“I just started looking at the millions of people coming through the Alamodome, the convention center, the libraries, or municipal court” as potential touchpoints for violence awareness and prevention, Pelaez said.

And often, a public bathroom is the only place a victim of domestic violence or sex trafficking has a chance to be alone, he said.

The city has been distributing small stickers that businesses and other groups can place around their facilities for a couple of years now, and there is signage in the San Antonio International Airport stalls, Hixon said.

These low-cost tactics could be just what a victim needs, she said, by “creating support without creating pressure to disclose.”

Posters aren’t going to eliminate domestic violence, but every little bit helps, Temple said. For youths especially, “it’s getting it on their radar that it’s not OK to feel unsafe in a relationship.”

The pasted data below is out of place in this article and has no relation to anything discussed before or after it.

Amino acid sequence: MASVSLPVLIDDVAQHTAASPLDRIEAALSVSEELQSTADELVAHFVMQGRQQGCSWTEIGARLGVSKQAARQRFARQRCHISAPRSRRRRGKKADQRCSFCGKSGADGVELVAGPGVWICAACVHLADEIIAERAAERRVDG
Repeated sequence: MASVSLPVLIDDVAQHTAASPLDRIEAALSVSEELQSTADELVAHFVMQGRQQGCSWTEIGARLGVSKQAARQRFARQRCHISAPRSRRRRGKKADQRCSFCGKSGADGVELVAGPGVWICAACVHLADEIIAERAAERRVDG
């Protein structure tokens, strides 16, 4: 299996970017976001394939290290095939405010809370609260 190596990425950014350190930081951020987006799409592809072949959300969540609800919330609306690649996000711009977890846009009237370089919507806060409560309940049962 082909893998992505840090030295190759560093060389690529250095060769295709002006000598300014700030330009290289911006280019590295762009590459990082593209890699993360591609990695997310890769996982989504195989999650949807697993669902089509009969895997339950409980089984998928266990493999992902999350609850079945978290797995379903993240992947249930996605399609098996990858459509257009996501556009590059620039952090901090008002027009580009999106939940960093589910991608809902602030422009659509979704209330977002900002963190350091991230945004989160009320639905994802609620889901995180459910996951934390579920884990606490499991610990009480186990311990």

Pelaez’s third suggestion is to infuse violence prevention messaging and resources throughout city departments, city agencies, and its partners — beyond the occasional press conference or awareness campaigns, he said.

“It’s time now for us to take that message everywhere, including [utility] bill inserts … attached to your paperwork you get at the municipal court — you should also receive a little sheet of paper that says, ‘If you’re a victim of domestic violence, here are some options.'”

Too often, messaging about domestic violence has been subtle, Pelaez said. “Maybe that’s just because of the nature of the message. And as the messengers, we want to kind of be gentle and compassionate. But I think the time for being subtle is over.”

If you or someone you know is experiencing domestic violence or other abuse, call the local hotline at 210-733-8810 or the national hotline at 800-799-SAFE (7233).

Iris Dimmick

Senior Reporter Iris Dimmick covers public policy pertaining to social issues, ranging from affordable housing and economic disparity to policing reform and workforce development. Contact her at iris@sareport.org